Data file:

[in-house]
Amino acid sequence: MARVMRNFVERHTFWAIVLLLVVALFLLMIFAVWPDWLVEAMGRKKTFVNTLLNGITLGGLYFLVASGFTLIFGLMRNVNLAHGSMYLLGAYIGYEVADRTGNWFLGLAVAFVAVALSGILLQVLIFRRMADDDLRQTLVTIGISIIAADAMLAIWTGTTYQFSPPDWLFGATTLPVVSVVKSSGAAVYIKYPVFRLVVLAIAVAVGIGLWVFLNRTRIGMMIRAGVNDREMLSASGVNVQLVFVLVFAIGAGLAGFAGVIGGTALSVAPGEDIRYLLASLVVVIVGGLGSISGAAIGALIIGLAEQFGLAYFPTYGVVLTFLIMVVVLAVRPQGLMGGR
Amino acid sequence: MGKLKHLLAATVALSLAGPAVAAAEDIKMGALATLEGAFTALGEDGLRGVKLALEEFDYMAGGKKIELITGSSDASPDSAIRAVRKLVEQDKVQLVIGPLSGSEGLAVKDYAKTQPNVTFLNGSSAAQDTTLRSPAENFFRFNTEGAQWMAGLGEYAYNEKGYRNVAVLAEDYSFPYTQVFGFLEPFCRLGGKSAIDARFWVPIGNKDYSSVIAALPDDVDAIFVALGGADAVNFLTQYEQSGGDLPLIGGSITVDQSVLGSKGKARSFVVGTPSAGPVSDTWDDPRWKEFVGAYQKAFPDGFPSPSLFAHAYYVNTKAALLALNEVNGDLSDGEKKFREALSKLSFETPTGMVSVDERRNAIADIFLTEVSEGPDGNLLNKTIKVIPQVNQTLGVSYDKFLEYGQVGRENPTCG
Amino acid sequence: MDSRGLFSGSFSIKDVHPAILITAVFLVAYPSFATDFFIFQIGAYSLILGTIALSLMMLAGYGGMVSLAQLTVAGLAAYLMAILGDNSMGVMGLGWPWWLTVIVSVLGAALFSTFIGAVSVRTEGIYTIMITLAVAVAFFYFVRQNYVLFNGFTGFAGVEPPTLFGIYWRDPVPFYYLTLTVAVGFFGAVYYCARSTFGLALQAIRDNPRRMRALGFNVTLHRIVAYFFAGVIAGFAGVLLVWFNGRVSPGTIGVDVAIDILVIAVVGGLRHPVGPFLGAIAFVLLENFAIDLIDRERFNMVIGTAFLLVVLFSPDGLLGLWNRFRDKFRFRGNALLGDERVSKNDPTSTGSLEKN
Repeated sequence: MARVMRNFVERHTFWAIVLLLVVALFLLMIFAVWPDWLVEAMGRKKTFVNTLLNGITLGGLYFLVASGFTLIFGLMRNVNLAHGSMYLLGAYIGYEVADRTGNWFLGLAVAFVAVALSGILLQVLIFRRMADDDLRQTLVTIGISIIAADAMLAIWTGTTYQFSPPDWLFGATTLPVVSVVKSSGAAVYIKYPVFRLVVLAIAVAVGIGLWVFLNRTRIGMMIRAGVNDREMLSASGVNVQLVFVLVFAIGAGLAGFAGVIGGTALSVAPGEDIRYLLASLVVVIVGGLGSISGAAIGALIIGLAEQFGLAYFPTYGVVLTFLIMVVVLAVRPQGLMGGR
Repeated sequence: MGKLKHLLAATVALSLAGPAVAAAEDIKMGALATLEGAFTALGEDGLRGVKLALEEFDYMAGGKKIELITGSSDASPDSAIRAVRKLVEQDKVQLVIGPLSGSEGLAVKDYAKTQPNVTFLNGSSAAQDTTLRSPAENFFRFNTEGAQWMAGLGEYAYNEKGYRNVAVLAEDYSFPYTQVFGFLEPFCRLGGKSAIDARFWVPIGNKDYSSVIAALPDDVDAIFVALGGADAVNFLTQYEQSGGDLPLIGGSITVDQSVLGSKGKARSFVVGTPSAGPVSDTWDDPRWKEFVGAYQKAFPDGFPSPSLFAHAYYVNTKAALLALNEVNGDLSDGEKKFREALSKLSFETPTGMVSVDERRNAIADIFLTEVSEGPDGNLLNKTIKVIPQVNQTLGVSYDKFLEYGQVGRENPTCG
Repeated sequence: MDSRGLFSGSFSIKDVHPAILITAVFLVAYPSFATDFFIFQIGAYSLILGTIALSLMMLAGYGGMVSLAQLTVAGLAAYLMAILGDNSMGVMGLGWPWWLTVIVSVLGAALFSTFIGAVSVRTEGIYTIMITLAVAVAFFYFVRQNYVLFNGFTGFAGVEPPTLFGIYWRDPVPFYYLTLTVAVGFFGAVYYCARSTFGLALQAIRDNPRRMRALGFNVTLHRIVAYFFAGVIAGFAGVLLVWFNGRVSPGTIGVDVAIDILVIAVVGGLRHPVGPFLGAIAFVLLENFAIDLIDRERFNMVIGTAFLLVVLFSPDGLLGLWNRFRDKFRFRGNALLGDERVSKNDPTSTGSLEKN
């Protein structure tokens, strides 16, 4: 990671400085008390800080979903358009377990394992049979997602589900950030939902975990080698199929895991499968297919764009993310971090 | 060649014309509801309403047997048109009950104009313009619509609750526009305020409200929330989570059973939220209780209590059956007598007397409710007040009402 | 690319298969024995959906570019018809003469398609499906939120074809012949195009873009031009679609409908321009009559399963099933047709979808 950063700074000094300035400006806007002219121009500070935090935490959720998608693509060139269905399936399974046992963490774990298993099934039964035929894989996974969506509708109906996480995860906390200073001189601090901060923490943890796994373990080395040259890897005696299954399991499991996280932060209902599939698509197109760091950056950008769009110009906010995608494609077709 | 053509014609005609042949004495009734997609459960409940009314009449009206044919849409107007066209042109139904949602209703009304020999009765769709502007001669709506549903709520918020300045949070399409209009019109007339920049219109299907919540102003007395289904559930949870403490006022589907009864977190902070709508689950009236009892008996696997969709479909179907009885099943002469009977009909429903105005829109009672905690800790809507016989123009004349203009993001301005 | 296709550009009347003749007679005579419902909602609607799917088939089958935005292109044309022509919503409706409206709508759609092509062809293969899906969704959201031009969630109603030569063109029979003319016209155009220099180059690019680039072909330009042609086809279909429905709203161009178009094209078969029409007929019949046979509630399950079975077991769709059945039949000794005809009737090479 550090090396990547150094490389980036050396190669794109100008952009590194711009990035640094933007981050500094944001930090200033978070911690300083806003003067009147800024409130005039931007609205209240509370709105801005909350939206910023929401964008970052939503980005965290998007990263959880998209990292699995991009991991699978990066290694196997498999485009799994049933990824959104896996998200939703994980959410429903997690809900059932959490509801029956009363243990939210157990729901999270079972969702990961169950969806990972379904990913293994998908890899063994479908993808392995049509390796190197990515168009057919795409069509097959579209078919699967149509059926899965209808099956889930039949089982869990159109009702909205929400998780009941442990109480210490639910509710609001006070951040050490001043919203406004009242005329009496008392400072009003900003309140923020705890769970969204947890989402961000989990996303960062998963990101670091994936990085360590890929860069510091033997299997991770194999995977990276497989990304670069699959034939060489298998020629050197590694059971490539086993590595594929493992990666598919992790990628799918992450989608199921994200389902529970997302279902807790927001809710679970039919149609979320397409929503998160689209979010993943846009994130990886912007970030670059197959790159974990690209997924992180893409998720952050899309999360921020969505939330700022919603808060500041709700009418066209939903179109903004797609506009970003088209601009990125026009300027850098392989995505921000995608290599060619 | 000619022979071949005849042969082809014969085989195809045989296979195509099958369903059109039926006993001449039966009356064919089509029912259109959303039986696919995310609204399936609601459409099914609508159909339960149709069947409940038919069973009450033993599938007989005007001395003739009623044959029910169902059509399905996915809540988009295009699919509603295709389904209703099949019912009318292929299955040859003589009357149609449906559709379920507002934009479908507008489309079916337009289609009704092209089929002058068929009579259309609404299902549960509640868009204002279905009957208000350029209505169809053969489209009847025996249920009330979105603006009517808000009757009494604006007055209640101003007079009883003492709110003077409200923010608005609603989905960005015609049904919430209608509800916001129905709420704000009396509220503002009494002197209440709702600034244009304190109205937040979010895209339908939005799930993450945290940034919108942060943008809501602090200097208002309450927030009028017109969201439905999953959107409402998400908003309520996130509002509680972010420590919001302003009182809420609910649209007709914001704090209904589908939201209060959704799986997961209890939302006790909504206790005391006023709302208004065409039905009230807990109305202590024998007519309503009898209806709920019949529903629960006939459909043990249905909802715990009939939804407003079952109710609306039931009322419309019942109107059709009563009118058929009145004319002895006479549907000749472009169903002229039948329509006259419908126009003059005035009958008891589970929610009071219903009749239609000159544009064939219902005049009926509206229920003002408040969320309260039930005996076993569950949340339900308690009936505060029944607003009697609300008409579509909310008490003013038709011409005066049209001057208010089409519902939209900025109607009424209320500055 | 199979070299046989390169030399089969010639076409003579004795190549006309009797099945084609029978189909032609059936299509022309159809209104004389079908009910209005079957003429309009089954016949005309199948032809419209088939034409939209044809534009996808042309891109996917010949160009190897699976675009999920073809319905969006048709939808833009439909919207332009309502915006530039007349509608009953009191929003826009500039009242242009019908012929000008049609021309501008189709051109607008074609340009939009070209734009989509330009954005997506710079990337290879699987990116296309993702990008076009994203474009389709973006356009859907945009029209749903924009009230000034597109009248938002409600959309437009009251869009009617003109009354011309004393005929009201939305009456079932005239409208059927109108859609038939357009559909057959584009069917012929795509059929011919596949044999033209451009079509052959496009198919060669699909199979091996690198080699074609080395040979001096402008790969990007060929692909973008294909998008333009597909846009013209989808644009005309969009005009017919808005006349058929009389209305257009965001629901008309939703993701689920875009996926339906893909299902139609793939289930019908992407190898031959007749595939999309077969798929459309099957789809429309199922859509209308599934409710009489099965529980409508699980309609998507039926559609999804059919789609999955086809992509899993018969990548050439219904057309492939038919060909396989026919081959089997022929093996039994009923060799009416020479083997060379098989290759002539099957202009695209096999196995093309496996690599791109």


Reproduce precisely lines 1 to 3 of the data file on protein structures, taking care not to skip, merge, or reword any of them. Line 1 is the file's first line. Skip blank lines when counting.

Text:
[in-house]
Amino acid sequence: MARVMRNFVERHTFWAIVLLLVVALFLLMIFAVWPDWLVEAMGRKKTFVNTLLNGITLGGLYFLVASGFTLIFGLMRNVNLAHGSMYLLGAYIGYEVADRTGNWFLGLAVAFVAVALSGILLQVLIFRRMADDDLRQTLVTIGISIIAADAMLAIWTGTTYQFSPPDWLFGATTLPVVSVVKSSGAAVYIKYPVFRLVVLAIAVAVGIGLWVFLNRTRIGMMIRAGVNDREMLSASGVNVQLVFVLVFAIGAGLAGFAGVIGGTALSVAPGEDIRYLLASLVVVIVGGLGSISGAAIGALIIGLAEQFGLAYFPTYGVVLTFLIMVVVLAVRPQGLMGGR
Amino acid sequence: MGKLKHLLAATVALSLAGPAVAAAEDIKMGALATLEGAFTALGEDGLRGVKLALEEFDYMAGGKKIELITGSSDASPDSAIRAVRKLVEQDKVQLVIGPLSGSEGLAVKDYAKTQPNVTFLNGSSAAQDTTLRSPAENFFRFNTEGAQWMAGLGEYAYNEKGYRNVAVLAEDYSFPYTQVFGFLEPFCRLGGKSAIDARFWVPIGNKDYSSVIAALPDDVDAIFVALGGADAVNFLTQYEQSGGDLPLIGGSITVDQSVLGSKGKARSFVVGTPSAGPVSDTWDDPRWKEFVGAYQKAFPDGFPSPSLFAHAYYVNTKAALLALNEVNGDLSDGEKKFREALSKLSFETPTGMVSVDERRNAIADIFLTEVSEGPDGNLLNKTIKVIPQVNQTLGVSYDKFLEYGQVGRENPTCG